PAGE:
Welfare Sanitary Facilities for Market Traders in Lusaka District, Zambia
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Introduction: Welfare sanitary facilities are important for the health, safety and well-being of workers. According to the literature, workers world-wide, and Zambia in particular, might be exposed to poor provisions of welfare sanitary facilities in workplaces. This study therefore aimed to assess provision of welfare sanitary facilities for market traders of Lusaka district and their perception on the provided facilities. Welfare sanitary facilities are important for the health of both the traders and their customers. Methods and materials: A cross sectional study was carried out in Lusaka district that involved 12 markets run by the city council. Data on provided welfare sanitary facilities and perception of market traders on the provided facilities were collected through interviews of 12 market heads and 386 market traders using systematic interview guides and workplace observations using a checklist. In addition, a total of 22 samples of water were collected: two samples from each market to determine the bacteriological standards of drinking water. A total of 44 water analysis tests were conducted using membrane filtration technique, 22 for Total Coliform and another 22 for Faecal Coliform. SPSS was used both in data entry and analysis. Descriptive statistics such as frequencies, proportions and means were obtained from the analysis. Tests of associations between variables were also conducted using Chi-square, Fisher's exact test and ANOVA. Results: The study established that welfare sanitary facilities were not provided in all markets as one out of 12 markets did not have any welfare sanitary facilities for traders. The majority of the markets did not comply with the laws of Zambia in terms of adequacy of toilets (11); hand washing facilities (10) and cleanliness (six). None of the markets complied with privacy of facilities and siting of sanitary facilities at appropriate distance from the stalls. Not all water provided for market traders complied with the Food and Drugs Act of Zambia's requirements as water from two markets was contaminated with Faecal and Total coliform. Most of the traders perceived facilities as not being up to standard in terms of adequacy of toilets (73.1%); hand washing facilities (60.1%), cleanliness (78.2%) and privacy (72.0%). Most of the traders (69.2%) only used the facilities because they did not have any other option. Conclusion: There is generally poor provision of welfare sanitary facilities for market traders in Lusaka district, Zambia. These results call for action by the various stakeholders to ensure that the health of the traders is protected.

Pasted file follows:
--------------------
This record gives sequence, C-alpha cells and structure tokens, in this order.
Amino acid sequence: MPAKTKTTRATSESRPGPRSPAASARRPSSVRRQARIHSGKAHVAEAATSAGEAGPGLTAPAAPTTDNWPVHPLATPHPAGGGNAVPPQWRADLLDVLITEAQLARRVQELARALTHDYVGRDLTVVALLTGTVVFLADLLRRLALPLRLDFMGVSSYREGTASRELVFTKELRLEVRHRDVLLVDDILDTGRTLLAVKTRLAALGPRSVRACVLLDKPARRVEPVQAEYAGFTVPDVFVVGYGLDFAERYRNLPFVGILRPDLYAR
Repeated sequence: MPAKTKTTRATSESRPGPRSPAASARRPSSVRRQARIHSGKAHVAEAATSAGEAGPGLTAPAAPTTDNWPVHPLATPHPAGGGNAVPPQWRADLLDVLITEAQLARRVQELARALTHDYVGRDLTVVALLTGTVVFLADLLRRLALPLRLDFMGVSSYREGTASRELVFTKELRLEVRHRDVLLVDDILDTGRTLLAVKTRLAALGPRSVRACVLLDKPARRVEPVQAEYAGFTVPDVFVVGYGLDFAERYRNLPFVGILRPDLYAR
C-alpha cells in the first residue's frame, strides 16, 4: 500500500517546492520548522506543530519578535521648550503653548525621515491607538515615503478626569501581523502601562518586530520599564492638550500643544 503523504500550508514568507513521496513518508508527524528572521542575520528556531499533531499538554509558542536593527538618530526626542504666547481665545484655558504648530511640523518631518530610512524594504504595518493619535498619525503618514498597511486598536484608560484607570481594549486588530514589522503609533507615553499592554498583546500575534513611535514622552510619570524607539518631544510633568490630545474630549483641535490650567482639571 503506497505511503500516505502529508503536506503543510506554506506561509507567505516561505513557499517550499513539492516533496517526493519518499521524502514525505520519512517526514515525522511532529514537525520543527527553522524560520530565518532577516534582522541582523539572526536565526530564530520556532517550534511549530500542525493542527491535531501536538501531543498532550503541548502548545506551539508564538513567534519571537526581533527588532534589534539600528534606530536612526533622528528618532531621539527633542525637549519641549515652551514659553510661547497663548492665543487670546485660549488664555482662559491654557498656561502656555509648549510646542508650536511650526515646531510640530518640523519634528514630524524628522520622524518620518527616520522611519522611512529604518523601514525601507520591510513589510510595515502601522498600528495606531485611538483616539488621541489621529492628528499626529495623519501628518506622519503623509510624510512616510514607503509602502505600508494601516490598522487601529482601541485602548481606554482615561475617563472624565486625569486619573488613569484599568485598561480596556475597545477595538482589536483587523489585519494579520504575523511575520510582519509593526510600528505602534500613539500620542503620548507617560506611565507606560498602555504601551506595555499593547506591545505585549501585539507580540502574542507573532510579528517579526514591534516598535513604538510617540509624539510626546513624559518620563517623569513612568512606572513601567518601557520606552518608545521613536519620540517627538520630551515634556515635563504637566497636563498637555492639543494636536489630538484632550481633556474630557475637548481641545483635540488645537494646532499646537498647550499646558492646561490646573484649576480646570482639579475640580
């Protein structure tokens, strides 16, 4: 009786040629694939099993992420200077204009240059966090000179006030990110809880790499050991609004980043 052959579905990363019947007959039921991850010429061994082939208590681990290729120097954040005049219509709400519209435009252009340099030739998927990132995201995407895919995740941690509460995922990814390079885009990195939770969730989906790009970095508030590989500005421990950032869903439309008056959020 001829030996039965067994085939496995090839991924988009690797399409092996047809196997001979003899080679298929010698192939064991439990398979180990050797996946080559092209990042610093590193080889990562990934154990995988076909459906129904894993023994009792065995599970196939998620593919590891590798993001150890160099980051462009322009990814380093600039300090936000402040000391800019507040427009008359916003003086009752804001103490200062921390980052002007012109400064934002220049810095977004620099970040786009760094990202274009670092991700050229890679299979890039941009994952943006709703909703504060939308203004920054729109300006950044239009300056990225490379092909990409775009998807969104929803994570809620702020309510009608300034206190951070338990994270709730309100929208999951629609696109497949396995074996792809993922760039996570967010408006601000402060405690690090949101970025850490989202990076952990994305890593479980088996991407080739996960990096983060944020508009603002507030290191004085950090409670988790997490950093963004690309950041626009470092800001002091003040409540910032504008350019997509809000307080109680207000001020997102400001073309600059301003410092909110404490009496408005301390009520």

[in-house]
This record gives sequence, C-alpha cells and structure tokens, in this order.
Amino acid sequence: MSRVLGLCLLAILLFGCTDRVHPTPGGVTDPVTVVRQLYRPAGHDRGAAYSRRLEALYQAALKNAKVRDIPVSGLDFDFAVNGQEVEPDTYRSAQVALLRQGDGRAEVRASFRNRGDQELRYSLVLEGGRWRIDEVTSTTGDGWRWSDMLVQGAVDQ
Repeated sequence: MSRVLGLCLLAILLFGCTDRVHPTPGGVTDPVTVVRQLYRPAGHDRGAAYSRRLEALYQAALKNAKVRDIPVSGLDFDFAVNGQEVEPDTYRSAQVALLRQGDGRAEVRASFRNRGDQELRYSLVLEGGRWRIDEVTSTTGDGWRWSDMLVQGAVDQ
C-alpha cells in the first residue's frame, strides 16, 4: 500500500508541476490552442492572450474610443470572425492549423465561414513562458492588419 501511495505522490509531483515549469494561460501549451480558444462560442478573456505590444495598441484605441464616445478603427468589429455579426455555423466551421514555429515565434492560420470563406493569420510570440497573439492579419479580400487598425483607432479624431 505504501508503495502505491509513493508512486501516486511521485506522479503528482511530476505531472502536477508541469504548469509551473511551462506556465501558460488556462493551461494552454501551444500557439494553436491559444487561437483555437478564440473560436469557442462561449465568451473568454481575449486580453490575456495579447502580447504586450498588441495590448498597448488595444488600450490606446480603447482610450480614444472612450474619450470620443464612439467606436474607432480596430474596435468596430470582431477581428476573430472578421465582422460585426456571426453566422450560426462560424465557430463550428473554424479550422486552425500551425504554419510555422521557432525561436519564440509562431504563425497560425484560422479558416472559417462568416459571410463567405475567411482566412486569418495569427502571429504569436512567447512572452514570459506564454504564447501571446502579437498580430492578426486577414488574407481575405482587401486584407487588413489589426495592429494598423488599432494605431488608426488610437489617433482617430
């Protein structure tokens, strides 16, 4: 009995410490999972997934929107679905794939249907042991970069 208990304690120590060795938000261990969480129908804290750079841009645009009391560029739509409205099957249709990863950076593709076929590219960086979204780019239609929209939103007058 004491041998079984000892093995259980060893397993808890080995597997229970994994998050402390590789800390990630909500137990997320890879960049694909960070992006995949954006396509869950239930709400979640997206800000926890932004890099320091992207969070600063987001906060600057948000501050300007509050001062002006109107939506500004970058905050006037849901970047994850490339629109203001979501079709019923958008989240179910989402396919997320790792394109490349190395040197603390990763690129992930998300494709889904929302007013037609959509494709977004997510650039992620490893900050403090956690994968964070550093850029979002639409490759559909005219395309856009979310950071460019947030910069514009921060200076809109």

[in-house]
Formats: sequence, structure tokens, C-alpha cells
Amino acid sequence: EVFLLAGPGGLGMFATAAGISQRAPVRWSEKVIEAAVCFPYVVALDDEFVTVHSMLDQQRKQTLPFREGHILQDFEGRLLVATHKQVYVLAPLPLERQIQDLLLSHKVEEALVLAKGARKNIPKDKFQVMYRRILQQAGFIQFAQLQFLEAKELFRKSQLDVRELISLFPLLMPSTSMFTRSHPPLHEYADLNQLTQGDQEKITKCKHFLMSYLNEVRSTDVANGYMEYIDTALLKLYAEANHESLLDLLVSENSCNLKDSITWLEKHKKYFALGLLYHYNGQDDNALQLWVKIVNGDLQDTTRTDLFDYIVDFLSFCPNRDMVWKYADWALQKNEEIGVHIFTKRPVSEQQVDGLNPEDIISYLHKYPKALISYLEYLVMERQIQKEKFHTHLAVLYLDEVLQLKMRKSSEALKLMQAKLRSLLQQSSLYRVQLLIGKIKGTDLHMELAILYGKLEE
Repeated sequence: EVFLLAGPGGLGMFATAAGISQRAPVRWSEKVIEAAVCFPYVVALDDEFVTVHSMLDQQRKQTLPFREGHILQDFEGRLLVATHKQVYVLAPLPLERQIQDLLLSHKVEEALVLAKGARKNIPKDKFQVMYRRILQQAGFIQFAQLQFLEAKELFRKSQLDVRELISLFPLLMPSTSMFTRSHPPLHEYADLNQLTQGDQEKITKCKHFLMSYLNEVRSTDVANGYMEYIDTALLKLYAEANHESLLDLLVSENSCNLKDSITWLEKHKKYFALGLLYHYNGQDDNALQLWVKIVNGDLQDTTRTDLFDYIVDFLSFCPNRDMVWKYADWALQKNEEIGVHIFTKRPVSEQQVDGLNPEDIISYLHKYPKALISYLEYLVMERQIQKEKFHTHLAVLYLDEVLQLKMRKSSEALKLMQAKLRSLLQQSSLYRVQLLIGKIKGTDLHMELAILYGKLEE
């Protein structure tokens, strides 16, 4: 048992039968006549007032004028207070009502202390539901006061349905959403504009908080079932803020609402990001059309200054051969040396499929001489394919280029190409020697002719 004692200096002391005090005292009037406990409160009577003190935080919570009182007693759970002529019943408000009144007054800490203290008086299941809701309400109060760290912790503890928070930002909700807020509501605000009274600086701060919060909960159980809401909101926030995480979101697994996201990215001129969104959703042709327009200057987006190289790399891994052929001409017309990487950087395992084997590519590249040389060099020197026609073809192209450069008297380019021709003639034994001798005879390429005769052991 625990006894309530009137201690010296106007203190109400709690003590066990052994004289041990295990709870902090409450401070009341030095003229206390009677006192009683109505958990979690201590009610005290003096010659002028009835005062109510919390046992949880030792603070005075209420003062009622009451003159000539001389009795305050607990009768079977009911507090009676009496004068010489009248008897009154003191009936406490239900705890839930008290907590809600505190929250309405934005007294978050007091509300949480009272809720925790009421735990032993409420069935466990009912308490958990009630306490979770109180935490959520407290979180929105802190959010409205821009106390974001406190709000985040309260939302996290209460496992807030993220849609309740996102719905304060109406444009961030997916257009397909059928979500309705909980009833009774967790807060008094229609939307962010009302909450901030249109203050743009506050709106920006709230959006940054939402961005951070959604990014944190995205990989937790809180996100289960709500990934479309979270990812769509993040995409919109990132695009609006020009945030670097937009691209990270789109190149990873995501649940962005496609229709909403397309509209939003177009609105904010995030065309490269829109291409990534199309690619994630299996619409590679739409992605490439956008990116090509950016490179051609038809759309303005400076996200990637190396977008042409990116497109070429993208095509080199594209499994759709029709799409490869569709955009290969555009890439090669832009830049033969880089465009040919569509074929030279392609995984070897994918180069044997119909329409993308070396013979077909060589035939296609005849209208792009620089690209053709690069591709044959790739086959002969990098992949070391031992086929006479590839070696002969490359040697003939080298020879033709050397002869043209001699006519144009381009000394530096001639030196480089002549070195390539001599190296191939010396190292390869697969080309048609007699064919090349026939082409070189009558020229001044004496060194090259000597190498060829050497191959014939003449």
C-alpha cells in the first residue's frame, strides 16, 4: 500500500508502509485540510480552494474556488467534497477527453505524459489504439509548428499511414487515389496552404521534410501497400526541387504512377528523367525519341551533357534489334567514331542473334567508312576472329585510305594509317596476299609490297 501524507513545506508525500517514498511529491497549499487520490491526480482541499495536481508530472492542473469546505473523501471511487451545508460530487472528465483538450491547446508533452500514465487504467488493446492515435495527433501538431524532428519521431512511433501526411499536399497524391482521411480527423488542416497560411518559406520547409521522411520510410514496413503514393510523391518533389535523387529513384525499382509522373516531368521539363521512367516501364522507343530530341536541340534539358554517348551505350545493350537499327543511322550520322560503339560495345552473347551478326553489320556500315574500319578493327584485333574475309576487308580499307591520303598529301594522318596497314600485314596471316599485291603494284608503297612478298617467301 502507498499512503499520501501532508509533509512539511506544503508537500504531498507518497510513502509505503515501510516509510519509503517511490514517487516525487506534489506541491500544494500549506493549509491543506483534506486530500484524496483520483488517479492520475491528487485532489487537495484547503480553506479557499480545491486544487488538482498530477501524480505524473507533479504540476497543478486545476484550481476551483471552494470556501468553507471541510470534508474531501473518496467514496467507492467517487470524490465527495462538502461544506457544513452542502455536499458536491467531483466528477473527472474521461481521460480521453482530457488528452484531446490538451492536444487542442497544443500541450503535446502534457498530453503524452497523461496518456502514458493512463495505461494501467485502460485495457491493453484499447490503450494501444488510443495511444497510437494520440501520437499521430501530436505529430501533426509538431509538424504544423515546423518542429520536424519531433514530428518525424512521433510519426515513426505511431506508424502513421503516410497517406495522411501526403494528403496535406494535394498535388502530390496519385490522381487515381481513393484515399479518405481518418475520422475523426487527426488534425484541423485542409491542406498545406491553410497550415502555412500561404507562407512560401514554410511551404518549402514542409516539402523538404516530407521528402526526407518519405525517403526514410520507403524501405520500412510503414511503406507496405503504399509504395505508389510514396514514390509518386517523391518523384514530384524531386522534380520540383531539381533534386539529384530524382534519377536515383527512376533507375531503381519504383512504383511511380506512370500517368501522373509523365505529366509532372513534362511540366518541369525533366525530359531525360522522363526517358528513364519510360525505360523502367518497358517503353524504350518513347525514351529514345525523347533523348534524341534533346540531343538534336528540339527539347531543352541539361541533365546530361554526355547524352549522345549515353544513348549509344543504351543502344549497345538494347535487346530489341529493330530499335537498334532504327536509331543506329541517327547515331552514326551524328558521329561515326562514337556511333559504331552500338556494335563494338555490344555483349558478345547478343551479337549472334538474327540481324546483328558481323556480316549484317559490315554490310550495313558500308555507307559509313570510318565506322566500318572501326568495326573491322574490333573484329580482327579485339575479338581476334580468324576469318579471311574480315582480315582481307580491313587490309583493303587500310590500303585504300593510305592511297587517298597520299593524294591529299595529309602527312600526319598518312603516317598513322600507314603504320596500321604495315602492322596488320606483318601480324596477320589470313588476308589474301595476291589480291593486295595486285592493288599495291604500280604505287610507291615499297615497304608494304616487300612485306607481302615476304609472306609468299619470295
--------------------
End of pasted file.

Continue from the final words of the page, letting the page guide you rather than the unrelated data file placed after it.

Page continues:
PublisherThe University of Bergen
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